We’d already set the lexicon of Tandy and Tyrone stepping into people’s minds, but the two things that made it a Cloak & Dagger story were when someone had the idea of Tandy hearing the phone and talking to her dad. For Tandy, it allowed her to expose how lonely she was and how much she missed her father. And then, for Tyrone, it was about embracing her and being positive to her and helping her out of the situation. Tandy answering the call was the big thing that made it different, and then, really, the phone call at the end. [Tyrone and Tandy] had been hanging out together. They had been using each other to some degree, but this is where they become friends. This is where they become the teenagers that talk late on the phone. That felt like it was why we were telling the episode. So, it was great [instance of] writers taking a good story, making it better, and then finding these moments to make it unique.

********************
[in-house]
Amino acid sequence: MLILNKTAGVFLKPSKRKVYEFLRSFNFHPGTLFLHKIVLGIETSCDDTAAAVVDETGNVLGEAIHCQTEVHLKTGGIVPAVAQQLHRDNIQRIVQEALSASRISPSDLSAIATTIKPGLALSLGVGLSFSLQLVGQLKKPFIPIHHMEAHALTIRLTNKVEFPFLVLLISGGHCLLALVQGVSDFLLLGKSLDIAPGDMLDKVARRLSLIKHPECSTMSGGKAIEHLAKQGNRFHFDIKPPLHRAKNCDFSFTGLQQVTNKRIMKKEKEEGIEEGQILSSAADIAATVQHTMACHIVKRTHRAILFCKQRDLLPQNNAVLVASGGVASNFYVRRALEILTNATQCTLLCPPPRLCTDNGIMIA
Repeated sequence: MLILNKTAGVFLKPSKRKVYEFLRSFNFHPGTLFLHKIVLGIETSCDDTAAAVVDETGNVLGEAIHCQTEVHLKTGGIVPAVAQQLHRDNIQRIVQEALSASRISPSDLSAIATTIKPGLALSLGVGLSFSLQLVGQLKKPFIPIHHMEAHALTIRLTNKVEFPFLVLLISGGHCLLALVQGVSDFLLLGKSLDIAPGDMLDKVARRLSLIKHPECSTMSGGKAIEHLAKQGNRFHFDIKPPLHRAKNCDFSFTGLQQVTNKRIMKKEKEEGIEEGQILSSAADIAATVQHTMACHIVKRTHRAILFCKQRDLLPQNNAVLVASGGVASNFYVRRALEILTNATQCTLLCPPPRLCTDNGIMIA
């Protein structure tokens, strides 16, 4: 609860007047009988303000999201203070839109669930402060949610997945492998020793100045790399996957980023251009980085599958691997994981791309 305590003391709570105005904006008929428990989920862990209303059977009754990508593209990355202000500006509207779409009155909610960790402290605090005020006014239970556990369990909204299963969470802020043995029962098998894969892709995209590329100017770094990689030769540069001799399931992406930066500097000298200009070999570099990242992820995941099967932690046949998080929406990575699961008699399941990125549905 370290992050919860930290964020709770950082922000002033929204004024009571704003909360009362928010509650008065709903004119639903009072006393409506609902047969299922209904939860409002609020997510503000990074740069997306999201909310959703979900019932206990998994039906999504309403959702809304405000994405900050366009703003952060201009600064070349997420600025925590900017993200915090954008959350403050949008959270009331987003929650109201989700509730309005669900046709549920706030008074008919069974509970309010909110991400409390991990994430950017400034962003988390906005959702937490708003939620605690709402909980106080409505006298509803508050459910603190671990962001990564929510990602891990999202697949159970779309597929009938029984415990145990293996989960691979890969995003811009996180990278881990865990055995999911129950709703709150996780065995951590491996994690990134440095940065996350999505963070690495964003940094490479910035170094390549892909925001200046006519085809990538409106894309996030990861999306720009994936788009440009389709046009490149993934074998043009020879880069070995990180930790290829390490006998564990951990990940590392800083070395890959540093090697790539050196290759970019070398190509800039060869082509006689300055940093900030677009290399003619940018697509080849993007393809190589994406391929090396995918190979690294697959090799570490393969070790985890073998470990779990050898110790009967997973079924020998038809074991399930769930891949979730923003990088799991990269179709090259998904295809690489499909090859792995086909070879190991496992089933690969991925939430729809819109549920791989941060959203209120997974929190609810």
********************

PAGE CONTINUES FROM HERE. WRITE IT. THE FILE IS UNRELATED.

I have to confess that I’ve never been a huge fan of Cloak & Dagger in the context of comics, but you clearly have a passion for them. What sets them apart as an archetype?
When you look at the shows I grew up on, the coming-of-age teenage shows, they’re like Buffy or Smallville, even Roswell to some degree. They were based on the simple statement of, “Nobody understands me.” Cloak & Dagger, as I saw it, particularly as we brought it to TV, became about the next question there, which is, “What if there were one person who understood me?” Tandy and Tyrone, they feel like they’re the only people who understand each other’s situations, whether it’s in the comics or on the screen.